First Impressions

By Randall MellApril 8, 2010, 12:27 am

AUGUSTA, Ga. – They’ve left their footprints all over Augusta National without playing the course.

Now they want to leave their marks here.

They want to make history at the Masters.

Brian Gay, Francesco Molinari and Bill Haas are among 17 players who will be teeing it up Thursday in their first Masters. All three of them enjoyed up-close-and-personal introductions to the venue that didn’t include hitting shots. They’re hoping their unique connections to the place will help them join Fuzzy Zoeller as the only players to win the Masters the first time they played it (outside, of course, Horton Smith, who won the inaugural event in 1934).

Gay, 38, a three-time PGA Tour winner, spent a formative part of his youth growing up in Louisville, Ga., 40 miles south of Augusta. His mother is a native Georgian. He believes he was 9 years old when his parents took him to his first Masters. He’ll never forget asking Andy Bean for an autograph at the second tee box during a practice round and Bean waving him out onto the course to sign it.

Molinari, 27, joins his older brother, Edoardo, 29, as the first brother tandem to play the Masters since Jumbo and Joe Ozaki played together 10 years ago. The Italian siblings are close. They won the World Cup together last year. When Edoardo claimed a spot in the 2006 Masters after winning the U.S. Amateur, Francesco caddied for him. It was a special experience given they played with Tiger Woods for the first two rounds with Woods as defending champ.

Haas, 27, will become the fifth member of his extended family to play in the Masters. By winning the Bob Hope Classic in January, Haas earned his Masters invite. He joins his father, Jay, his uncles Jerry Haas and Dillard Pruitt, and his great uncle, 1968 Masters champion Bob Goalby, in the family line of Masters participants.

For Gay, this Masters is a hard-earned reward. He made it via four different qualifying categories. He made it as a Tour winner last year, through his world ranking, through his Tour Championship appearance and through his place among the top 30 on the final PGA Tour money list last season.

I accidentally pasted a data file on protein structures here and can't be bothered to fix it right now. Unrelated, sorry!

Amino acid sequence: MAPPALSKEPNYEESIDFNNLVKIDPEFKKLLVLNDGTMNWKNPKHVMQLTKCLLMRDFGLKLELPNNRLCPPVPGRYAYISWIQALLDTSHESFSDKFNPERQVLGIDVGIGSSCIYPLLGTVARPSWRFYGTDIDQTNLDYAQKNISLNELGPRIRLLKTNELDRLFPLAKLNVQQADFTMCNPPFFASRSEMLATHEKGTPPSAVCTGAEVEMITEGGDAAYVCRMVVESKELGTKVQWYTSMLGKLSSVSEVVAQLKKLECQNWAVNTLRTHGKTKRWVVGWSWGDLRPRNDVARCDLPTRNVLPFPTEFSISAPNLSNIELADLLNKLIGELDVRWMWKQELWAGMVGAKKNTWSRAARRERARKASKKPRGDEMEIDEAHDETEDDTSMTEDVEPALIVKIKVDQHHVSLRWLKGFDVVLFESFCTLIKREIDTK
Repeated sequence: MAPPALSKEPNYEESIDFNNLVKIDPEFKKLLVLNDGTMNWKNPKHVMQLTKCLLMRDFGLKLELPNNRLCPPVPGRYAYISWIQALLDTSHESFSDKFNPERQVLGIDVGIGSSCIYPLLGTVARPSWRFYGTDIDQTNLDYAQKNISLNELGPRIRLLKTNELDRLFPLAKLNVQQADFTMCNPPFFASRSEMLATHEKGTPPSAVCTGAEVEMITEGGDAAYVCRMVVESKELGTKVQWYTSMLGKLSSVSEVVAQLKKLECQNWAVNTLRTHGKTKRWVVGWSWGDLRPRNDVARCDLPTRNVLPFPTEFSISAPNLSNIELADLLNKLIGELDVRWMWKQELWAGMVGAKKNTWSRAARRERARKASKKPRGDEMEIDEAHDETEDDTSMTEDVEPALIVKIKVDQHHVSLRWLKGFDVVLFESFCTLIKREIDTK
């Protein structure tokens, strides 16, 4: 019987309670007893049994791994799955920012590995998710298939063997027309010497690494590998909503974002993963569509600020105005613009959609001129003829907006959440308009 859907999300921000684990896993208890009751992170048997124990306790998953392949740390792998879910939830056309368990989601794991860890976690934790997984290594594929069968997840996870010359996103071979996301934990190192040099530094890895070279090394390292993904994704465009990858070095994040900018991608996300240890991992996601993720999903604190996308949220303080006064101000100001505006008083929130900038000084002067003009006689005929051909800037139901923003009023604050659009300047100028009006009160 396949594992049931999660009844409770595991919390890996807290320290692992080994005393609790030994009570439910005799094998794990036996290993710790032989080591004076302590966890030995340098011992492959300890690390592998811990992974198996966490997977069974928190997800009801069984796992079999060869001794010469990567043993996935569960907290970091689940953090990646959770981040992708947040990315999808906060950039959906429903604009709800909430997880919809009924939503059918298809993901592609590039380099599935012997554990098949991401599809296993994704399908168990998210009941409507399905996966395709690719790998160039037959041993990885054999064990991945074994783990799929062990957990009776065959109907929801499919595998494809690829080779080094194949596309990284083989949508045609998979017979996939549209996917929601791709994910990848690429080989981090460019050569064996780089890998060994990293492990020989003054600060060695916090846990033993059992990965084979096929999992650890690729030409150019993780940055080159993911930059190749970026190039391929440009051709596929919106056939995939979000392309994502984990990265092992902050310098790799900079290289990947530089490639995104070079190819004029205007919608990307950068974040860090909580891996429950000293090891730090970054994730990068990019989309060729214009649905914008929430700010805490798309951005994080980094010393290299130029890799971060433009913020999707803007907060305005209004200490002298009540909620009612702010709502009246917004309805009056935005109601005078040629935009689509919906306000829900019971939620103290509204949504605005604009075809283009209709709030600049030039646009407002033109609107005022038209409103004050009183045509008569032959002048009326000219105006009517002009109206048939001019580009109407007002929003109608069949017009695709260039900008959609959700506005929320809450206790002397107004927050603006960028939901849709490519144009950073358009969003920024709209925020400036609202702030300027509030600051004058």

“It’s great, because I’ve missed it almost every way you can miss it,” Gay said.

Twice, Gay missed qualifying for the Masters by one spot on the PGA Tour money list.

“Missed by a couple dollars, really,” Gay said.

The Masters used to invite the U.S. Walker Cup team, but Gay made the team after Augusta National officials dropped the custom.

Gay came one match victory away from earning his way to the Masters through the U.S. Amateur.

“It’s exciting to make it,” Gay said. “Being from the south, growing up in the area, being the first tournament I ever went to see, the Masters was always the tournament for me.”

The downside this week is that Gay tweaked a back injury on the practice range, but he’s playing through it. He’s even writing a diary for the Augusta Chronicle.

Francesco Molinari earned his way to the Masters by making the top 50 in the world rankings at the end of last year. His brother, Edoardo, earned his second trip by also cracking the top 50. Francesco’s currently No. 41 in the world, Edoardo No. 35.

“We both wanted to be here together one day, and now we’re here and we are both playing quite well,” Francesco said. “It’s really a dream come true.”

They both arrive with momentum. Francesco tied for fourth at the European Tour’s Andalucia Open in his last start with Edoardo tying for second at the Arnold Palmer Invitational in his.

Francesco has been motivated to make it here ever since he caddied for Edoardo in that ’06 Masters. He wasn’t just inspired by his brother. He was inspired watching Woods play alongside his brother. Edoardo laughs at the memory of Francesco on his bag during any pause in play.

“I would look over, and I would see Francesco with a golf club in his hand, imagining he was hitting a shot,” Edoardo said. “I think he has a lot of fond memories of that Masters that will help him here.”

Haas is on familiar turf. His father, Jay, played in 22 Masters. Bill thinks he was 6 or 7 the first time he came with his father to watch a Masters. He caddied for his father here when he was in high school.

“I was here pretty much every year he made it when I was growing up,” Bill said. “I have a bunch of memories watching him play. It’s a dream come true to play here, but, honestly, I don’t know if I really dreamed it for myself as a kid. I always dreamed of my father winning it and didn’t think much about even playing in it.”

This special trio will be looking to strengthen their unique connections to the course in their first Masters.

Rose wins; Aphibarnrat earns Masters bid in Indonesia

By Will GrayDecember 17, 2017, 1:59 pm

Justin Rose continued his recent run of dominance in Indonesia, while Kiradech Aphibarnrat snagged a Masters invite with some 72nd-hole dramatics.